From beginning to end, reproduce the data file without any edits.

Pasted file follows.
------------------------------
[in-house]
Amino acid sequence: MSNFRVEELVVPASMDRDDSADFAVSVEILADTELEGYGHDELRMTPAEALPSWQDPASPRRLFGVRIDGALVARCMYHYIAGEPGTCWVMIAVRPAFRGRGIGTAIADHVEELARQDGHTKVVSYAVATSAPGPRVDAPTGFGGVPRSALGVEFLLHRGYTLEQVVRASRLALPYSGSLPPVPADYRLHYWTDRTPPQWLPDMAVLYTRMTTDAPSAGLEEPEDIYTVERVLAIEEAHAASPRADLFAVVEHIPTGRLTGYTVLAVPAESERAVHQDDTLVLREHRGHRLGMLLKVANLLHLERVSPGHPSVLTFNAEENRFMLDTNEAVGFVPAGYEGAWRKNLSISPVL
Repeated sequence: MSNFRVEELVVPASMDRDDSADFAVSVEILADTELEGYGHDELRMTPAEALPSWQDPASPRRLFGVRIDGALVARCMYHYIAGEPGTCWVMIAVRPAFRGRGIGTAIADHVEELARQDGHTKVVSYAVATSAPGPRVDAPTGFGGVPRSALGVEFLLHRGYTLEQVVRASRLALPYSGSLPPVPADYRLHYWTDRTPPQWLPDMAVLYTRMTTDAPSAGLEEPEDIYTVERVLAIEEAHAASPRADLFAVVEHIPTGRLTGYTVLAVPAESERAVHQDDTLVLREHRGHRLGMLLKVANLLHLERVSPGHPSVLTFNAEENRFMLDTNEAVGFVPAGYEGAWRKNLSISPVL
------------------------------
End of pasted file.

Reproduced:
[in-house]
Amino acid sequence: MSNFRVEELVVPASMDRDDSADFAVSVEILADTELEGYGHDELRMTPAEALPSWQDPASPRRLFGVRIDGALVARCMYHYIAGEPGTCWVMIAVRPAFRGRGIGTAIADHVEELARQDGHTKVVSYAVATSAPGPRVDAPTGFGGVPRSALGVEFLLHRGYTLEQVVRASRLALPYSGSLPPVPADYRLHYWTDRTPPQWLPDMAVLYTRMTTDAPSAGLEEPEDIYTVERVLAIEEAHAASPRADLFAVVEHIPTGRLTGYTVLAVPAESERAVHQDDTLVLREHRGHRLGMLLKVANLLHLERVSPGHPSVLTFNAEENRFMLDTNEAVGFVPAGYEGAWRKNLSISPVL
Repeated sequence: MSNFRVEELVVPASMDRDDSADFAVSVEILADTELEGYGHDELRMTPAEALPSWQDPASPRRLFGVRIDGALVARCMYHYIAGEPGTCWVMIAVRPAFRGRGIGTAIADHVEELARQDGHTKVVSYAVATSAPGPRVDAPTGFGGVPRSALGVEFLLHRGYTLEQVVRASRLALPYSGSLPPVPADYRLHYWTDRTPPQWLPDMAVLYTRMTTDAPSAGLEEPEDIYTVERVLAIEEAHAASPRADLFAVVEHIPTGRLTGYTVLAVPAESERAVHQDDTLVLREHRGHRLGMLLKVANLLHLERVSPGHPSVLTFNAEENRFMLDTNEAVGFVPAGYEGAWRKNLSISPVL